Barrel’s 4th Foot bore the brunt of this assault, each soldier had bullet cartridges, these cartridges had a bullet at one end and gunpowder at the other, the infantryman bit off the bullet and held it in his mouth, then poured the gunpowder down the barrel, followed by the paper to act as wadding, then he spat the bullet down the muzzle finally ramming it to the bottom. He had to do this three times a minute, by the time the Jacobites were on Barrels men the soldiers would have fired thirty times. Now it was the butchers job, messy, sticky and very bloody. Cut and thrust, jab and poke. The ground would be slick with blood, wounded men and boys would be screaming and cursing as they died slowly, trampled by their friends and family still fighting around them. Barrels 4th Foot did not break, but it sure did buckle, the Jacobites smashed into the rear ranks of the 4th and pushed on, Captain Lord Robert Kerr of the 4th was cleft from Crown to collar bone by Gillies McBean of the MacIntosh Regiment. Barrels commanding officer, Lieutenant Colonel Robert Rich tried to save his Regiments colours (Flags), his left hand was cut off and his right arm taken off at the elbow, he also received six cuts to the head and yet still survived! Reinforcements were rushed from the second line of Government troops and surrounded the Highlanders on three sides pouring bullet after bullet into the mass of tartan clad men. The battle had only lasted maybe twenty minutes to half an hour and it was already lost for Prince Charles, he ordered a general retreat. The McDonald’s had only just got to firing positions when they began to stream back, pursued by Government Dragoons. Locheil and Atholl’s men began to retreat, many could not, if they turned they would die anyway. The Roi-Eccosois stood in the centre and kept up a steady rate of fire, as their Red-coated counterparts were hammering away at them too. The Roi-Eccosois were the only regular infantry in the Jacobite force, wearing uniforms like the Government army except they had blue coats and blue bonnets. Many of these men were Irish who had gone to France to fight the English in Holland and now they found themselves in the Highlands of Scotland, fighting a mixed force of Scots and English, for a lost cause.
As the Jacobite charge had floundered the Government commander had sent a force of Dragoons and Loyalist Highlanders (commanded by Lieutenant Colonel John Campbell of Mamore) through the walled up fields to the south and around the Jacobite flank, as the Atholl and Locheil men fled they were attacked by these forces from the side, the Roi-Eccosois fought a hard skirmish with these troops as they too had to pull back, many were captured and most of the Irish were killed. The French survivors in the Regiment were sent to prison. The retreat turned into a rout and the cause was lost forever, Charles eventually went back to Italy and died a grumpy alcoholic in 1788. Murray and a lot of the Jacobite clansmen went back to Loch nan Uamh were they found French ships and £35’000. They decided to continue the fighting in the Highlands. Prince William did not want to follow the clansmen into the Highlands but he was ordered to do so by Government and over the next 30 years the clan system was effectively wiped out by the Government. Scottish Clansmen would join the British Army (or starve) and fight all over the world, their tactics were used to great effect in the wars of the late 18th and early 19th century. Culloden was the last major Battle fought on British soil, it kept the King on his throne and meant that Britain could be truly united in its wars against the French to come.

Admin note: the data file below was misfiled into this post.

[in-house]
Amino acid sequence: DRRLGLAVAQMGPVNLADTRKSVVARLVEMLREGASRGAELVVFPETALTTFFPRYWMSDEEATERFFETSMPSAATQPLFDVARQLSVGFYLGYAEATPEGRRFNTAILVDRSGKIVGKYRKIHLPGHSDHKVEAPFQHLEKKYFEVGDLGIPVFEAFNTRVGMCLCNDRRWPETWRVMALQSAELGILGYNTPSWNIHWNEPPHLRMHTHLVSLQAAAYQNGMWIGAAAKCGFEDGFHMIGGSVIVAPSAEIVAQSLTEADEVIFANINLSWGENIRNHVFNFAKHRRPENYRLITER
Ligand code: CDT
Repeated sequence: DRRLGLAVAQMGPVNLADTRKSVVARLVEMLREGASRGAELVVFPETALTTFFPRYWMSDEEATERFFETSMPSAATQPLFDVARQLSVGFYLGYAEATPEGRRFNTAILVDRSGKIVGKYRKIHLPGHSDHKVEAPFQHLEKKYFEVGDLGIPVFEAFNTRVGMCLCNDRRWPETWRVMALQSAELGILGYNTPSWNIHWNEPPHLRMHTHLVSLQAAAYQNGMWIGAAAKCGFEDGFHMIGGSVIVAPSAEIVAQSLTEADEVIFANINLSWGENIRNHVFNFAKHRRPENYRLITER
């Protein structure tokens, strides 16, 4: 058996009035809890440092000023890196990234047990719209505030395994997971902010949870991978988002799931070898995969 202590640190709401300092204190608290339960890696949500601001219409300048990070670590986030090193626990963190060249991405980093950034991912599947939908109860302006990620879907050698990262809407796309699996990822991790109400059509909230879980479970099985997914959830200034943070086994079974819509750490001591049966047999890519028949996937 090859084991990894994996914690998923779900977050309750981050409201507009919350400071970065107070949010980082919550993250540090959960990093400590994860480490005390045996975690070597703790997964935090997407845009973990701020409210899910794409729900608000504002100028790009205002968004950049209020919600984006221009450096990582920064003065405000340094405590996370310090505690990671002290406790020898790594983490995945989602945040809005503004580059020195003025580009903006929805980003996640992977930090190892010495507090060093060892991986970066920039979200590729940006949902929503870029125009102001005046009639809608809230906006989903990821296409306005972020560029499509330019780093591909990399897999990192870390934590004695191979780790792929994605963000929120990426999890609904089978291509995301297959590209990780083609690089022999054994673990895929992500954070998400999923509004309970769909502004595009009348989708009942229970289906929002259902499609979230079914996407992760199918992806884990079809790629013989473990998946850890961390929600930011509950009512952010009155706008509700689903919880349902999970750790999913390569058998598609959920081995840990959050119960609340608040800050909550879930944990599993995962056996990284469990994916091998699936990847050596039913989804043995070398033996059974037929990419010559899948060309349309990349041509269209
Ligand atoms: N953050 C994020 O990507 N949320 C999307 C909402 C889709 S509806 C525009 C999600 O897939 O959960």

Paranormal History of Culloden.
In July 1974 men clearing trees away were shocked to see an eight foot tall man dressed in Jacobite clothing resting on his massive sword. He turned to them and said “defeated” then vanished. This figure has been seen all over the battlefield and is the most common known phenomena at Culloden.
Close to Leanach Farm there used to stand a barn which, legend has it, was used to house wounded Jacobites after the battle. Government forces burned it to the ground with the Jacobites still inside. Whether this story is true or not red lights have been seen dancing around close to the ground near to the farm where the red-barn is thought to have stood.
During the night march before the battle a Jacobite Commander riding his horse saw coming out of the ground a massive black raven with no eyes, it flew from out of the ground straight into the air and vanished. He took this to be a bad omen and indeed it was, he died the next day. This Bird has been seen many times since.
In the Car Park area sounds of Battle have been heard and the figure of the Eight Foot tall Jacobite have been seen. Also the Black Raven has been seen here too. There is a strange AA Guide to car-parks which states that Culloden’s car-park is the scariest.
The Battlefield has changed a little since 1746. Most of the stone walls have gone to the south, in the north the ground is still boggy. In 1746 the ground was used by tenant farmers for their cattle to feed and so mostly it would have been low grass covered land, now though it is heather covered with shrubs here and there. During the early 1900’s the whole area was forested but most of this has been taken away to allow people to look around the battlefield. In the early 2000’s an Archaeological dig for a TV Show called “Two Men in a Trench” discovered that the group of stones close to Leanach Farm is not the site of the Red Barn, it is natural stone simply coming up from the ground.
Culloden is a fantastic and special place in British history, Inverness is close by and its a nice addition to any weekend holiday to that city. Its a place where you can almost feel the pressure of history rest on your shoulders, where people from all over the world have come to stand where their ancestors once stood, and fought, for their own causes, for their lords, their friends, their king, their prince… where they are now remembered for their bravery.